In the evening you brought me tulips,
long-bodied, a red wash on the petals
like a blush, an opened artery.
They reached towards my pillow
like dawn. You told me your mother said
they would not last long, but you wanted
to save their yellow from the cold eye
of the grocery store. They will die within the week.
I will bury them in the forest.
I will bury them like something loved.
Atlas of Legal Medicine
There must be a record of you left intact—
you, once alive. In the book, the murdered
are paper-bodied, ribs a canopy grotesque.
As evidence you become teacher,
surgical directive— there’s so much to learn
from a weapon’s mark. Somebody else
will write your ending & you’ll be left
with no story to tell, no story at all,
a red-haired man exposed to time:
pockmarked & cock-stiff,
cold & criminal. Valuable
for the case study, & nothing more.
They will catalogue your organs & wounds.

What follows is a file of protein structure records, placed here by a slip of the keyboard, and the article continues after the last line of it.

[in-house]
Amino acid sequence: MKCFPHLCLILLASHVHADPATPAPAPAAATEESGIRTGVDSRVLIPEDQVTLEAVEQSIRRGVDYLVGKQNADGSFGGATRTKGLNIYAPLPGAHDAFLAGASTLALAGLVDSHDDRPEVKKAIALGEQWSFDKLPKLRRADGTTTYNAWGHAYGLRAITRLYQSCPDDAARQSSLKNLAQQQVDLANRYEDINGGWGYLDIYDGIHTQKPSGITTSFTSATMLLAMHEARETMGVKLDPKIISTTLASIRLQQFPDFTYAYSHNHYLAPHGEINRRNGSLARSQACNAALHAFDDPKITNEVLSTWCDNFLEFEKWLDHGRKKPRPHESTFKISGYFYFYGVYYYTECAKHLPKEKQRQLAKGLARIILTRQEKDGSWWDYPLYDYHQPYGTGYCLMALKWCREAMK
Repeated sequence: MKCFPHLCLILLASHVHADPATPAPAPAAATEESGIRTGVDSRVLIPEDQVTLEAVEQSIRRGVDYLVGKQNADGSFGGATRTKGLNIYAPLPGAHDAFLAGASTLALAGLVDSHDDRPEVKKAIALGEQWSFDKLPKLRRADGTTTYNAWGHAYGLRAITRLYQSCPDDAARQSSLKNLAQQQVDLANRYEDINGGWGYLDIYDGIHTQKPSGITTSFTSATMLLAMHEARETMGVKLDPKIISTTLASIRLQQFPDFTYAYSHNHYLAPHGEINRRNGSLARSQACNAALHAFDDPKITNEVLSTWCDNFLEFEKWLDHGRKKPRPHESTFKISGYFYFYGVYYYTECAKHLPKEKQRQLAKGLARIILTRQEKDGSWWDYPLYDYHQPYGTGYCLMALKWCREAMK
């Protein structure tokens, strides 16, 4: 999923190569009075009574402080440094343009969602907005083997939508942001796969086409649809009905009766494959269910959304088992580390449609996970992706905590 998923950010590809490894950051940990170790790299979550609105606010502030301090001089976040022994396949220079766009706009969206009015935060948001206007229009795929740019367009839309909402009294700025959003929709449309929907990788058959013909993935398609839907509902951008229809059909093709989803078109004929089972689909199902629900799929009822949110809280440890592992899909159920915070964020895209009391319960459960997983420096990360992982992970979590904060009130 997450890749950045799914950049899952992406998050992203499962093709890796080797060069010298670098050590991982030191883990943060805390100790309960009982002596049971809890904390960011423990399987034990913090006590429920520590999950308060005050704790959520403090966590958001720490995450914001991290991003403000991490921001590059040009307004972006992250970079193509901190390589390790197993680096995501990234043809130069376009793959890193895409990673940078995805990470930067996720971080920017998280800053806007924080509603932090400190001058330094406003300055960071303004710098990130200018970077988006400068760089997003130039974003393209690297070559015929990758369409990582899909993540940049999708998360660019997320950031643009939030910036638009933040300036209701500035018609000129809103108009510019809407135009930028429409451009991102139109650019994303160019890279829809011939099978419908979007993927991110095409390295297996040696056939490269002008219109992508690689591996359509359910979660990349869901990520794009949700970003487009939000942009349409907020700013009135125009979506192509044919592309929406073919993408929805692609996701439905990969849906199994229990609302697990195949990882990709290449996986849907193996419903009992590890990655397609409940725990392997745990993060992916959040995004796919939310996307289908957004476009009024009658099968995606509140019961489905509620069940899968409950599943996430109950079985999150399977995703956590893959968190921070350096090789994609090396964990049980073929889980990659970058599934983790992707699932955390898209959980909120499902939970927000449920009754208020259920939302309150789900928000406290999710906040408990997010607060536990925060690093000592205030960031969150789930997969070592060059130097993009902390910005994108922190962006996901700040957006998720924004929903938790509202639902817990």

Press gloved fingers to bone.
Drain motive out with your blood:
the river running through you.
No name, no sound.
Night of the Living
I close a magnolia blossom in my hand
& squeeze until it becomes a wet seed again.
When the roots start growing into my palm,
I shake free & start running down the highway.
I hitch a ride on the interstate bus. The driver says
I know you from the kindling factory
but I never worked there. When we’re stopped
at a gas station, the passenger across the aisle
shows me the switchblade in his boot, the twin scars
behind his ears, & offers me his homeland—
the whole country, he says you can become
a monster there. I catch a vine hanging
out the window & swing through the magnolia forest
that has followed me here: everything around me
has bloomed—I can no longer stay.
Sophia Holtz is a writer, performer, and sometimes-illustrator. Her work can be found in Consequence, Neon, and Muzzle, among other places.